Lesson 42: New and Improved

Way back in Lesson 2, I mentioned there were several things that could be improved about the photo example that I would get to later.  I bet you thought I forgot?

Well, OK, I did, but then I remembered again.  So, here’s the photo from Lesson 2:

IMG_2613

What things can you see about this photo that could be better?

Here are the things I don’t like about it:

  1. The bright areas in the background are distracting.
  2. I think my dog would look better if I’d shot lower to the ground.
  3. My dog’s black spots are under exposed.
  4. The lighting is too gray.

So, today, we’re going to do two things.  First, we’re going to try to edit the original photo with Snapseed to see if we can make it look better.  Snapseed will help with items 1, 3, and 4, but it cannot help with the angle of the photo.

Second, I’m going to take a similar photo of my dog and see if I can’t improve upon the original photo by using a different setting that has better light, and using a lower angle.  I am beginning to realize why taking my dog to obedience classes might be useful.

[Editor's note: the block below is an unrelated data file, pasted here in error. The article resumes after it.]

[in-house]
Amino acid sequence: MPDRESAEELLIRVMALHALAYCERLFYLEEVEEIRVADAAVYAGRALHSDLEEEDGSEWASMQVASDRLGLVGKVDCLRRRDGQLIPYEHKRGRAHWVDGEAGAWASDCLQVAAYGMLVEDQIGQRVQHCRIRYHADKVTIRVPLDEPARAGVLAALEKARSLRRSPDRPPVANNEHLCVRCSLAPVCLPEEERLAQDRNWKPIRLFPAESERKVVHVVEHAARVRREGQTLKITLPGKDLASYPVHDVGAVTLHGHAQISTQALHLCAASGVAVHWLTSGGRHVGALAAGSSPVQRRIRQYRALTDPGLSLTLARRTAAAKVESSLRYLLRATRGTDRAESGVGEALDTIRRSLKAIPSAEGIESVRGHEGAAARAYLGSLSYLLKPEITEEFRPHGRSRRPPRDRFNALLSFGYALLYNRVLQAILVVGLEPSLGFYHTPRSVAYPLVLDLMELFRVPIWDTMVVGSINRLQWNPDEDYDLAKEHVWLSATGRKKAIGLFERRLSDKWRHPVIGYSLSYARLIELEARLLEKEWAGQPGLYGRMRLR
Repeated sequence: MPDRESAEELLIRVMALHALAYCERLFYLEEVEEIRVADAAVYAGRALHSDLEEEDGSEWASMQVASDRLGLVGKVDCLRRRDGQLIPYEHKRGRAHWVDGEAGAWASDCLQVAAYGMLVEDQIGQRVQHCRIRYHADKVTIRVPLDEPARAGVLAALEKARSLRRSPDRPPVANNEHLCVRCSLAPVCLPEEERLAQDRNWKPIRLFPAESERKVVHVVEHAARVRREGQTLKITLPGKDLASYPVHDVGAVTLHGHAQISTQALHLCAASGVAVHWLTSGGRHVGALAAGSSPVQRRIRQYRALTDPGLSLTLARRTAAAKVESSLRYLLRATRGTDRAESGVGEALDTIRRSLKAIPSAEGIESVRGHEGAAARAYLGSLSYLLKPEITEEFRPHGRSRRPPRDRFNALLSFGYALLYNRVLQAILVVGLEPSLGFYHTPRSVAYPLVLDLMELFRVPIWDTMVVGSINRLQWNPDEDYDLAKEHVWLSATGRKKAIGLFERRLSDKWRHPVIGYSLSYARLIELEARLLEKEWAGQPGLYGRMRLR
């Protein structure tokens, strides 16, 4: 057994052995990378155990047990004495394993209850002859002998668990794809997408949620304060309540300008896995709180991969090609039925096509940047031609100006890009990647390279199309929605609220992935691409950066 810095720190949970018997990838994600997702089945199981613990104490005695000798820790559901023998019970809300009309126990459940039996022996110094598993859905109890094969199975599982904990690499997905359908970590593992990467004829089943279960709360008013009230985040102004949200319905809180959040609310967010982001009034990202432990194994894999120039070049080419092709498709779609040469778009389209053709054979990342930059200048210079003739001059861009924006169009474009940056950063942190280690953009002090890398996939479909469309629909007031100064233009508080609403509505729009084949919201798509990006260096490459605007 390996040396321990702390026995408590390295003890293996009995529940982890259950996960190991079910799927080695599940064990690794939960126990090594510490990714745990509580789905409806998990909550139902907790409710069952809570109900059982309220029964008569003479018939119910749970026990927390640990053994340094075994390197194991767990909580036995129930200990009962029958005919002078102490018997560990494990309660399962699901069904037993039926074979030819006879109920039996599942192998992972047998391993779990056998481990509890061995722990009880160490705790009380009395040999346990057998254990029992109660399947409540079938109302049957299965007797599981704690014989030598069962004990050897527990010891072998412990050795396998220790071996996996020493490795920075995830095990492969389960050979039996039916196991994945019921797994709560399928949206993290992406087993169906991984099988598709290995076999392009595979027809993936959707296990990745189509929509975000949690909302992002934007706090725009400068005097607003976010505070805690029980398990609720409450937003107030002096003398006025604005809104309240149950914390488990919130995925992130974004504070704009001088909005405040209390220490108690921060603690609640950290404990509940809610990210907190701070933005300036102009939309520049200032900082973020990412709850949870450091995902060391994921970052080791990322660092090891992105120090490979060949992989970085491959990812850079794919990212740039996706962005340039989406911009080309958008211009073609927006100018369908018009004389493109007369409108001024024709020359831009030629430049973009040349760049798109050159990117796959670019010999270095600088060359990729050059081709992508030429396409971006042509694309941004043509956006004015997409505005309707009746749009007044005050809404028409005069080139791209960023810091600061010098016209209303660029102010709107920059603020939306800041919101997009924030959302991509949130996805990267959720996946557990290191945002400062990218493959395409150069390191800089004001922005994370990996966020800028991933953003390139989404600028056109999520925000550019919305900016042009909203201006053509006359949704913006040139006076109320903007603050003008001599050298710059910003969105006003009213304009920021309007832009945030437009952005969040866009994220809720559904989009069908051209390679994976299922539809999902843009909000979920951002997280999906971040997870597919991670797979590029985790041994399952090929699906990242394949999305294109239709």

So let’s edit the photo in Snapseed.  Here are the steps I went through to improve the original photo:

And here is the edited version side-by-side with the original:

The other approach is to try to capture the same photograph in a different setting that eliminates the bright areas in the background and allows me to take the photo at a lower angle to the ground.  I was planning to have some examples of a similar pose out on the grass in some lovely evening light.  Unfortunately, my dog was unwilling to cooperate.  Here is a selection of photos I got of my dog while trying to get him to lie in the same position as in the original photo:

But even that has a lesson in it:  if someone or something you love is doing something you want to remember, take the photo.  Sometimes you can’t get rid of distracting background.  Sometimes you can’t get the perfect angle before the subject jumps up and runs away.  But having imperfection is better than having nothing.  And, as we will discover over and over again on our photographic journeys, no two moments are ever exactly the same.

You’re Assignment:  Choose a photo from one of our early assignments you think you might be able to improve upon using Snapseed.  Get a little crazy with it.  See if you can create something that you really like.  Now, try to recreate the same situation with whatever bugged you about the photo fixed.  Is that even in the realm of possibility?

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